I have a 1989 Pontiac Grand Prix with a 2.8-liter V-6. Recently I stopped at a 7-Eleven to get coffee on the way to work. When I came out and went to start the car, all I heard was click-click-click.
The engine wouldn't go. I called my mechanic and he towed my car to the shop. He later told me I needed a battery, so I had him install one. When I picked up the car, it started right up and off I went. I didn't get very far. Every time I came to a stop, the engine stalled. It would start back up, but at the next traffic light, it would stall again. I took it back to my mechanic. This time he said I needed an IAC valve. I had him put one in, but the car still stalls when I come to a stop.
I don't want to have more work done without fixing my problem. What should I do now?
You probably needed the battery, but the IAC (Idle Air Control) valve may have been a little guesswork by the technician doing the job.
The IAC valve is an electronically driven component that controls idle speed by varying the amount of vacuum bypassing the throttle plate inside the throttle body assembly. In other words, it changes idle speed without cracking open the throttle. This particular General Motors engine, the 2.8-liter V-6, has a drawback in the powertrain control system. Whenever the ECM (Electronic Control Module), the computer that runs your engine, loses power from the battery it also loses its "memory". This means that any time the battery goes dead or gets disconnected the computer has to re-learn the correct position for the IAC valve. Otherwise, your car's gonna stall when you come to a stop.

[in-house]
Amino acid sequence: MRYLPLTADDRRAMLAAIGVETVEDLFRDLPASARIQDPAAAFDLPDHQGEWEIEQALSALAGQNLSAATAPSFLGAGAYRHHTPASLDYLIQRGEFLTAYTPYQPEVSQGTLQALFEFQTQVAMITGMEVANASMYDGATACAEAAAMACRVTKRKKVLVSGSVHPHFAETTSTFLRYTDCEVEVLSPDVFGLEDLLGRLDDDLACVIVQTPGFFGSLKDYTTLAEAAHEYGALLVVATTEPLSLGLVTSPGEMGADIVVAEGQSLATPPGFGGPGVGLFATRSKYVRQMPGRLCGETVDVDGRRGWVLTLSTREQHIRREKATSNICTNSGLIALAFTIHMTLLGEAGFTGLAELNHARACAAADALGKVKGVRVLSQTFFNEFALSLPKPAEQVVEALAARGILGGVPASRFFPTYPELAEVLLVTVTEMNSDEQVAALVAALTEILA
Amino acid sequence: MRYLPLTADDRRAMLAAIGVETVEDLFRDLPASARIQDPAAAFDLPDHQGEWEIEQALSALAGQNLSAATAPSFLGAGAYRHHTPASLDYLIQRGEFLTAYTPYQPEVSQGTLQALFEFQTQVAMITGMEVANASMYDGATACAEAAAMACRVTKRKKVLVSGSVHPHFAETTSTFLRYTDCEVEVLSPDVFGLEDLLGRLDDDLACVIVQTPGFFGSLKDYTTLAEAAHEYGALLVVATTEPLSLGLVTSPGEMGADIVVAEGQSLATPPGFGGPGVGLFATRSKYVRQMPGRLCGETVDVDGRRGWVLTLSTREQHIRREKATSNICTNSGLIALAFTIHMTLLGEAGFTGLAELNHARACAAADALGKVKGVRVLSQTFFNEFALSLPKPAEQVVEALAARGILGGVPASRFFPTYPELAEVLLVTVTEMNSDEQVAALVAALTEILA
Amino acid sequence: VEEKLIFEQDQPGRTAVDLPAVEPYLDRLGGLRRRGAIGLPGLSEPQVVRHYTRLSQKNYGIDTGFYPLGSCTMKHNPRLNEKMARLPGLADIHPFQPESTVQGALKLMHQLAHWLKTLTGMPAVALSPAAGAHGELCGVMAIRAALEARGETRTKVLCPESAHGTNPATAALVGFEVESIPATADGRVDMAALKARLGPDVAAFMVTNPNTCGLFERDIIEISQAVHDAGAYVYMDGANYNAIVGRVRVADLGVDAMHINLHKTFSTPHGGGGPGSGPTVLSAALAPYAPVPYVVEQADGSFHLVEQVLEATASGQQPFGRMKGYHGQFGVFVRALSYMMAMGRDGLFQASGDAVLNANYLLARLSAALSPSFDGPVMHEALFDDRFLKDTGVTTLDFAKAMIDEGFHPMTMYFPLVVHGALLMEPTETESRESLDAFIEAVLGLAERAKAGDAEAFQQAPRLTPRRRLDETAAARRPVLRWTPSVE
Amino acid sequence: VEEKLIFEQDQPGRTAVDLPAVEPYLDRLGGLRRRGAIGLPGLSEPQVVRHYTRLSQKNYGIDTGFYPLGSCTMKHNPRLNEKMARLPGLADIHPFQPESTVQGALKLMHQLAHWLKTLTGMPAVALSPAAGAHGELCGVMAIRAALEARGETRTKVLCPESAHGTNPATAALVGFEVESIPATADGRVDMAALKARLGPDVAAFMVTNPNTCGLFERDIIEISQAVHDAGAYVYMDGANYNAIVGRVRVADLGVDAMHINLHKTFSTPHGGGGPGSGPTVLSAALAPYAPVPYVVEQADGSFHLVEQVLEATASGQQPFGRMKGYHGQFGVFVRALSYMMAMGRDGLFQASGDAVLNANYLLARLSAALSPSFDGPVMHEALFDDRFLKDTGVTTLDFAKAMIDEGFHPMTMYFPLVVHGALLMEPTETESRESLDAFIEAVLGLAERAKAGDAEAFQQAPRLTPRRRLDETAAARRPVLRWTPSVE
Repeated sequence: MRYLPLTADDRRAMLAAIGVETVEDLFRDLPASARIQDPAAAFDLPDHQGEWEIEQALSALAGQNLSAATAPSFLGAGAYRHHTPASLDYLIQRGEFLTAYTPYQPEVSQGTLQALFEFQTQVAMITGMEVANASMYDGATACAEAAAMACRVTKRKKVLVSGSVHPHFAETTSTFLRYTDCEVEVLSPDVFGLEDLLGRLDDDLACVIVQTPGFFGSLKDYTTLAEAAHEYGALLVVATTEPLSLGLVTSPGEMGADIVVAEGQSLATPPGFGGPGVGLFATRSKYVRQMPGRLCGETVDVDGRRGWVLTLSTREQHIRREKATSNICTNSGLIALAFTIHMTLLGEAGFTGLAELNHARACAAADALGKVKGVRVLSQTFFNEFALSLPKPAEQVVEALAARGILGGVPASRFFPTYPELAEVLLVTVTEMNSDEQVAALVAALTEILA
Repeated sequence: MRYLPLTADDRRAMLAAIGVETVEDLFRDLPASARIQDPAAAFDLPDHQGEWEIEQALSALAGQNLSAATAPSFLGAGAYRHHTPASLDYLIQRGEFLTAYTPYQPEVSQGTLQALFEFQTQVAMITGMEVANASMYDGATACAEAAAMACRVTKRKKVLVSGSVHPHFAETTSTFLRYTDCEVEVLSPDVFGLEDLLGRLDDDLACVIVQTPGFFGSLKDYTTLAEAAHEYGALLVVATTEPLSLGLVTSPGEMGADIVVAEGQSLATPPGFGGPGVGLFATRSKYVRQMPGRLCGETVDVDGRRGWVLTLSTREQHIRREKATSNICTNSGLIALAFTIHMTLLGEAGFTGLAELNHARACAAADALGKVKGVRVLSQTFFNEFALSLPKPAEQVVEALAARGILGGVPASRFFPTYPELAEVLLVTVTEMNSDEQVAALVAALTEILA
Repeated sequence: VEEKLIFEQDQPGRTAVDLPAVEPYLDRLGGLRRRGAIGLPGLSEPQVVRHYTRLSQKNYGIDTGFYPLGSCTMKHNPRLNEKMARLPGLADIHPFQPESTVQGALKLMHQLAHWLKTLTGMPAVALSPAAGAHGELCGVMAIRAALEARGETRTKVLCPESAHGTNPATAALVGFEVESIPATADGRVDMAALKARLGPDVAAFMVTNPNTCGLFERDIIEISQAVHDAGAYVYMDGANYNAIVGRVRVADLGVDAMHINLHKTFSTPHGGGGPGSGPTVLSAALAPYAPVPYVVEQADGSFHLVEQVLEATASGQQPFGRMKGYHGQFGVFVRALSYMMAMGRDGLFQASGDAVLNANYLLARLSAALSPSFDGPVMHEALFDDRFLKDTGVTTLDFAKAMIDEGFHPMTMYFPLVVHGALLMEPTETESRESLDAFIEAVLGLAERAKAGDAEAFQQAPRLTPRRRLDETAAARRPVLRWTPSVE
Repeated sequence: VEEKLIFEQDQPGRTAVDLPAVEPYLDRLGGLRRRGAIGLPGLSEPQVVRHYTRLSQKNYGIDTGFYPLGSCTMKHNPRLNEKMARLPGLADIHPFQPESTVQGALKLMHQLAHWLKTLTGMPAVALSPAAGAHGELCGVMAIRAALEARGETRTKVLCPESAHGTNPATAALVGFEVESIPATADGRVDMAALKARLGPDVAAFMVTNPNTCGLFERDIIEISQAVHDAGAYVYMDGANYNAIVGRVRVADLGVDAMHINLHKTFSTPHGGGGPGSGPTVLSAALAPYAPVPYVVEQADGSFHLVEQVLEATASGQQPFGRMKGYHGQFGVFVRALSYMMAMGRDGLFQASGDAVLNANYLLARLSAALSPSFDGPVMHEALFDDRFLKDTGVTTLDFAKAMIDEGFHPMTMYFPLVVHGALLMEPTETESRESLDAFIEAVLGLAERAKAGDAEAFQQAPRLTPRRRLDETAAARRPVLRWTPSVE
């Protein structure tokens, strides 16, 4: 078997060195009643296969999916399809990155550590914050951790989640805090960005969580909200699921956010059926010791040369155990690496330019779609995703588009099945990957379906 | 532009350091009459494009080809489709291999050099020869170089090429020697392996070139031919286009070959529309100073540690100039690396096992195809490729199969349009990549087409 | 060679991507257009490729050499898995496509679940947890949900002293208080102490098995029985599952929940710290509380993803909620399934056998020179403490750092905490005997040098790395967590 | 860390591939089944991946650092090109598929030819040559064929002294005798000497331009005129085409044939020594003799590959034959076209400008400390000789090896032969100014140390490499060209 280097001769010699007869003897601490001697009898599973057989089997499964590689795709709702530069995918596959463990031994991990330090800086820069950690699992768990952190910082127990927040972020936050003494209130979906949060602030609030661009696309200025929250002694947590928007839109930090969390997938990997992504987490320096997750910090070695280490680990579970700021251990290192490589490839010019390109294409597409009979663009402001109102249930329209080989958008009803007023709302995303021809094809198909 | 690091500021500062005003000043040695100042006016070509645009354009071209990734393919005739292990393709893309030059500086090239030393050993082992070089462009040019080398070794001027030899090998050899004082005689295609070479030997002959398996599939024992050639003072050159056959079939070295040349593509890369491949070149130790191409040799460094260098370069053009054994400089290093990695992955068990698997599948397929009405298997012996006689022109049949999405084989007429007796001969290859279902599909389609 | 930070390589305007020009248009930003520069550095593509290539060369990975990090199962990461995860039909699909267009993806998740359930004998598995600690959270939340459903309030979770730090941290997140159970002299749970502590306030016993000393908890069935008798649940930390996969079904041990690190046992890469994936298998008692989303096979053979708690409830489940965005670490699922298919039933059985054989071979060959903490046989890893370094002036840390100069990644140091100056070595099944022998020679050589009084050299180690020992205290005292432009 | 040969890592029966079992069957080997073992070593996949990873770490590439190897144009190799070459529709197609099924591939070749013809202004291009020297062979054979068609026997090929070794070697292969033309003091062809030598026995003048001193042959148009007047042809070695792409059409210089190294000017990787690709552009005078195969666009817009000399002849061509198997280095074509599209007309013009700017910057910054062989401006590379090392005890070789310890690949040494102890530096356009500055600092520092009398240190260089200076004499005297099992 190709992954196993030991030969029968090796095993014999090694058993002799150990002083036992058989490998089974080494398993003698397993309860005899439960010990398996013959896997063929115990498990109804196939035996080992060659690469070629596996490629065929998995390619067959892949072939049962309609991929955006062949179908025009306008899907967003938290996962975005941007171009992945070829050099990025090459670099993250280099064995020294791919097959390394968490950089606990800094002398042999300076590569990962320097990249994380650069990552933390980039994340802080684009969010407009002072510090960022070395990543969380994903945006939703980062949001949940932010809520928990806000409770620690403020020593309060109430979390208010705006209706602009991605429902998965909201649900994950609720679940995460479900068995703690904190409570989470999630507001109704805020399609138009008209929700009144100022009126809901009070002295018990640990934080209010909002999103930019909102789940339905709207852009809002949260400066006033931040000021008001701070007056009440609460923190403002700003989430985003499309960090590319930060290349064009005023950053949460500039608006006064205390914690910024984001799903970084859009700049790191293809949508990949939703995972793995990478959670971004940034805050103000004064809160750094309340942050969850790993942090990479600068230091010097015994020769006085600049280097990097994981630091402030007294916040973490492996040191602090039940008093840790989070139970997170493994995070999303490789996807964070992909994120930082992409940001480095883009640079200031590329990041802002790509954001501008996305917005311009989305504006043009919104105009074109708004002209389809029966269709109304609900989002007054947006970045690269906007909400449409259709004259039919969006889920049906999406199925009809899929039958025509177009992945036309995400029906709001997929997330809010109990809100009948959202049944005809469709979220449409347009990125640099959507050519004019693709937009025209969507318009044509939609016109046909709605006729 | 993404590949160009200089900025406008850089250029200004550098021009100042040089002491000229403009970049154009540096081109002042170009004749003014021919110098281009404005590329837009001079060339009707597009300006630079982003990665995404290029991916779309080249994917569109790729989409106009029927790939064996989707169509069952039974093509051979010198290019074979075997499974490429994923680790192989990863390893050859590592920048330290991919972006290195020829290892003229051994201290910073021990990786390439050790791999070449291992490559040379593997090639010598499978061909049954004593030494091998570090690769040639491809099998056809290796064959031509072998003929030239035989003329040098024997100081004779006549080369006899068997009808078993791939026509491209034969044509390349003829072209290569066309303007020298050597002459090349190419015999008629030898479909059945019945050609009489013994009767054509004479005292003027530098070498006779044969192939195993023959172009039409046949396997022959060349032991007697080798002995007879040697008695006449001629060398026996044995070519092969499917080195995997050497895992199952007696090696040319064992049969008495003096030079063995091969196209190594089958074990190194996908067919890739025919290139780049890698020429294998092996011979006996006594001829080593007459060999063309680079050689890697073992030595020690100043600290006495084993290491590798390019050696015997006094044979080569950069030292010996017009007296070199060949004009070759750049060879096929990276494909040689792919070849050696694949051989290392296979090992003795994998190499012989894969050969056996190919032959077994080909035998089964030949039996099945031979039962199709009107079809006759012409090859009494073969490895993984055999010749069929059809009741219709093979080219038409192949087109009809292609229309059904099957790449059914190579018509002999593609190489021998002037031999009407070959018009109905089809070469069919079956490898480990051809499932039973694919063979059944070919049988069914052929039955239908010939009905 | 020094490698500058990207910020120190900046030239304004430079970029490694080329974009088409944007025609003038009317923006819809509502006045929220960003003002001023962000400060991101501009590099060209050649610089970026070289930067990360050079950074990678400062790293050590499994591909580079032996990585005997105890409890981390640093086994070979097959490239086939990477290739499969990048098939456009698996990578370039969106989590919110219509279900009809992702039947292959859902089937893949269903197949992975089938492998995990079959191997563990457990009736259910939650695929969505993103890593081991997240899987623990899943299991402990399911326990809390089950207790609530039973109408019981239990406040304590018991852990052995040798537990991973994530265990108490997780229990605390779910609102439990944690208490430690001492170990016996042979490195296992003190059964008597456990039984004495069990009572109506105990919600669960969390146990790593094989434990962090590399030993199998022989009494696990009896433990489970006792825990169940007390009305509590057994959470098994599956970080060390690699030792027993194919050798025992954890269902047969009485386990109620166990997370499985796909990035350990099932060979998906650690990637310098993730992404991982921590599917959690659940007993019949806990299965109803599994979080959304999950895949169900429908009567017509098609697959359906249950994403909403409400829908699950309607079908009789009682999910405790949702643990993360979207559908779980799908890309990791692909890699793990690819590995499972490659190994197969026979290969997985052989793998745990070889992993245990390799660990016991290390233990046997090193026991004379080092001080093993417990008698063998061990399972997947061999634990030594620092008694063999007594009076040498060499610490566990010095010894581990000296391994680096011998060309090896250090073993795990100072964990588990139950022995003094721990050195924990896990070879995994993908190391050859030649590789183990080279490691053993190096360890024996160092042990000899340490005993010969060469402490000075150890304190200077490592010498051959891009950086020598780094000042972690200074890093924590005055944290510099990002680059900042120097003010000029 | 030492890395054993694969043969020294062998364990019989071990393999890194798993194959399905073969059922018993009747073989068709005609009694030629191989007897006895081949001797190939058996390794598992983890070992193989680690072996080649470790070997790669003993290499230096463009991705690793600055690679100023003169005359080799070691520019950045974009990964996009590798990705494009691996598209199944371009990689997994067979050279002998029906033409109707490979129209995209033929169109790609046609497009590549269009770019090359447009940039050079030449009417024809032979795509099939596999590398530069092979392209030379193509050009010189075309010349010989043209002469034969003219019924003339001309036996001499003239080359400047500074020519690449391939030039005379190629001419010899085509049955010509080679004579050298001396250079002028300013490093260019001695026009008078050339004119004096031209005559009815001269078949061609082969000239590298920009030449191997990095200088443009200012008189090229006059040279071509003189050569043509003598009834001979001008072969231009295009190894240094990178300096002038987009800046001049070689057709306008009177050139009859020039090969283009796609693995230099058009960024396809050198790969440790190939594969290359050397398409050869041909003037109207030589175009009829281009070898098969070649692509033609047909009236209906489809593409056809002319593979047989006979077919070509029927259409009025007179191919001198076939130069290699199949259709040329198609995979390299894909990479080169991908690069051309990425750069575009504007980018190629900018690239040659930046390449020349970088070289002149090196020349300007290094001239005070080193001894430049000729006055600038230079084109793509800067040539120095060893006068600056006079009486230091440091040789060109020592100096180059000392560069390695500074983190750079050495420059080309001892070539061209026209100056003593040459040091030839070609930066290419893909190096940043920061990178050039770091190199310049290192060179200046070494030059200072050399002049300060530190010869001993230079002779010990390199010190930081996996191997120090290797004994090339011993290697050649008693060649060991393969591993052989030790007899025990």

Your local Pontiac dealer can perform the appropriate procedure quickly using a special tool called the Tech 1 or Tech 2, a computer scanning device that's essential in any GM dealership. Tell the dealer that you want your IAC re-learned, but don't let them sell you anything else.
That should do the trick.